Palo Alto murderer dies after 'compassionate' parole | News | Palo Alto Online |


Palo Alto murderer dies after 'compassionate' parole

Kenneth Fitzhugh was convicted in 2001 of killing his wife, a music teacher

Kenneth C. Fitzhugh Jr. had always claimed innocence after being convicted in one of Palo Alto's most brutal murders, even fighting his case in the California Supreme Court.

He ultimately obtained his freedom, but not through exoneration. He received compassionate-release parole from San Quentin Prison in February 2012 due to a terminal illness. And 8 1/2 months later, on Oct. 27, 2012, he died, according to state prison officials.

Kenneth C. Fitzhugh Jr. in 2001. File photo courtesy of the Palo Alto Police Department.
Fitzhugh was convicted in 2001 for bludgeoning and strangling his wife, Kristine, a music teacher, in their Southgate neighborhood home. The trial had exposed an unraveling 33-year marriage and an affair and money as motives for the crime. It included an admission by his wife that one of the couple's two sons was fathered by a friend, according to prosecutors.

He received 15 years to life in prison for the second-degree murder, which occurred on May 5, 2000. He would have had his first chance at parole in 2015.

Fitzhugh was paroled in 2012 after multiple stays in the San Quentin hospital. He had been transferred there from High Desert State Prison in Susanville for medical care, state prison officials said. He died in Santa Clara County, according to the Santa Clara County Coroner's office.

During Fitzhugh's trial, prosecutors alleged he killed his wife because he was angry that she planned to tell their eldest son that Fitzhugh was not his biological father.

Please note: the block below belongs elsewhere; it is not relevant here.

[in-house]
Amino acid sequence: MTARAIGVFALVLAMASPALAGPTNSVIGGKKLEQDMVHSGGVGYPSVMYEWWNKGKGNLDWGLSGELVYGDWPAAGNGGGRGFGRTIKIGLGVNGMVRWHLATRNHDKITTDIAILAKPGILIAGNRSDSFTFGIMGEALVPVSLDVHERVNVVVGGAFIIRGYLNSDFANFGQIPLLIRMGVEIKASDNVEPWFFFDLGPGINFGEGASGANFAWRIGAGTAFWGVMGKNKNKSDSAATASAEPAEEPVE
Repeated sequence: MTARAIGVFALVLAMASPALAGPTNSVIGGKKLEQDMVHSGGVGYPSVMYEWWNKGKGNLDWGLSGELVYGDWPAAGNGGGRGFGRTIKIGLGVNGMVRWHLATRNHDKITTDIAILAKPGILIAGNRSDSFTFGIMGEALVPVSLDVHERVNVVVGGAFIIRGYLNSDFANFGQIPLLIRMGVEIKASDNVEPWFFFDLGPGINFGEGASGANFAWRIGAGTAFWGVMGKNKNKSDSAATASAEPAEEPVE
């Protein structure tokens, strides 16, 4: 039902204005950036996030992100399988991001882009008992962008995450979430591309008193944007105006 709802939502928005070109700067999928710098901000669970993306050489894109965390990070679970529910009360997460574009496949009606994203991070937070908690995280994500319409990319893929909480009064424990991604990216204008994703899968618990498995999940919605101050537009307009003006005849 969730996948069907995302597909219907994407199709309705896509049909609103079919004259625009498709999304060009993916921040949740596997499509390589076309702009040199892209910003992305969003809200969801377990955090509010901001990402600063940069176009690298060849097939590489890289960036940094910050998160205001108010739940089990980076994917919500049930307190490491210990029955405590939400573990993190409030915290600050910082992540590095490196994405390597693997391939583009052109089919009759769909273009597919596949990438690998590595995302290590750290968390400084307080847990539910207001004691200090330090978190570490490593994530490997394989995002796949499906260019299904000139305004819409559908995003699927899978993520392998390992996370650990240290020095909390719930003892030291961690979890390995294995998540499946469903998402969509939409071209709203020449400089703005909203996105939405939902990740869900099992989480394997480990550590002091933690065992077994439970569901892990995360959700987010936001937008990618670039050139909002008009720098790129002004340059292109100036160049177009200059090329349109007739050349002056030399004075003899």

In addition, the Fitzhughs' finances had collapsed over the two years prior to the murder. Evidence showed the family's three investment accounts plunged from nearly $400,000 in early 1998 to approximately $11,000 in May 2000.

On the day of her death, Kristine Fitzhugh had returned to her house on Escobita Avenue around noon, bringing home coffee and two muffins. She was in the kitchen eating and reading classroom papers when she was attacked, according to Palo Alto police. She was struck from behind on the head seven times with a blunt instrument and beaten in the face while being strangled with one hand. She died of several head wounds; strangulation was a contributing factor, according to the Santa Clara County Medical Examiner.

Fitzhugh said he had received a phone call from Addison Elementary School in Palo Alto, alerting him that his wife had not shown up to teach her afternoon class. Although he told police he had then called his wife on her cell phone and at the house, caller ID records showed he had not, according to police. Instead, he went to the home of two friends in Palo Alto and asked the women to accompany him to find out why his wife could not be reached.

Prosecutors said Fitzhugh had staged his wife's death and brought the friends with him to "discover" her body. After killing her in the kitchen, he had moved her to the bottom of the basement stairs to make it seem as though she had fallen. Her injuries were not consistent with a fall down the stairs, the coroner found.

Forensic testing found blood spattered throughout the kitchen. Much of it had been cleaned up prior to the arrival of police. Kristine Fitzhugh's blood was on running shoes, a towel and a shirt belonging to Fitzhugh, which were found in his Chevrolet Suburban. Fitzhugh had said the shoes were in his closet, and he could not explain the presence of the bloody items in his car, police said.

Prosecutors also dismantled Fitzhugh's alibi. He had said he was in San Bruno looking at a vacant property for a client when the murder was committed. But cell phone calls he received that afternoon were routed through an antenna on University Avenue in Palo Alto, which proved he was in the area at the time, they said.

Fitzhugh claimed an intruder killed his wife. He appealed his case. The California Supreme Court rejected his appeal in 2006.

The Fitzhugh family did not return a request for comment for this story.

Related articles:

A neighborhood tragedy: the Kristine Fitzhugh murder

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16 people like this
Posted by Phil
a resident of Downtown North
on Nov 30, 2013 at 10:37 am